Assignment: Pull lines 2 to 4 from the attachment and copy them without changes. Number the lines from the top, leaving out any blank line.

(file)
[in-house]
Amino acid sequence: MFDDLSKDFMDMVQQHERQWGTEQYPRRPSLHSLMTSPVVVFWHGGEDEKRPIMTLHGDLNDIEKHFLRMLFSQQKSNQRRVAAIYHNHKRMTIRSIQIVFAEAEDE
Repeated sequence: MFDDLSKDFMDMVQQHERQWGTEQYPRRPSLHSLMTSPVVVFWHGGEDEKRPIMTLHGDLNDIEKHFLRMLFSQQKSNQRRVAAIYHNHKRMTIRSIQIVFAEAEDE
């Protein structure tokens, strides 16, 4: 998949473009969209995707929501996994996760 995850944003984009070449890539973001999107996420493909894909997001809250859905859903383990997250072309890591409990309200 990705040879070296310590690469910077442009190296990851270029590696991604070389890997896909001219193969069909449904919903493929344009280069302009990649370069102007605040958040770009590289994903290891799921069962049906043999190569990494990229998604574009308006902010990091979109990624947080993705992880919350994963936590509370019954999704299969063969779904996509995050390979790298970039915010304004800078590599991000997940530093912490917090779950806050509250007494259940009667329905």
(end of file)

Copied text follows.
Amino acid sequence: MFDDLSKDFMDMVQQHERQWGTEQYPRRPSLHSLMTSPVVVFWHGGEDEKRPIMTLHGDLNDIEKHFLRMLFSQQKSNQRRVAAIYHNHKRMTIRSIQIVFAEAEDE
Repeated sequence: MFDDLSKDFMDMVQQHERQWGTEQYPRRPSLHSLMTSPVVVFWHGGEDEKRPIMTLHGDLNDIEKHFLRMLFSQQKSNQRRVAAIYHNHKRMTIRSIQIVFAEAEDE
């Protein structure tokens, strides 16, 4: 998949473009969209995707929501996994996760 995850944003984009070449890539973001999107996420493909894909997001809250859905859903383990997250072309890591409990309200 990705040879070296310590690469910077442009190296990851270029590696991604070389890997896909001219193969069909449904919903493929344009280069302009990649370069102007605040958040770009590289994903290891799921069962049906043999190569990494990229998604574009308006902010990091979109990624947080993705992880919350994963936590509370019954999704299969063969779904996509995050390979790298970039915010304004800078590599991000997940530093912490917090779950806050509250007494259940009667329905």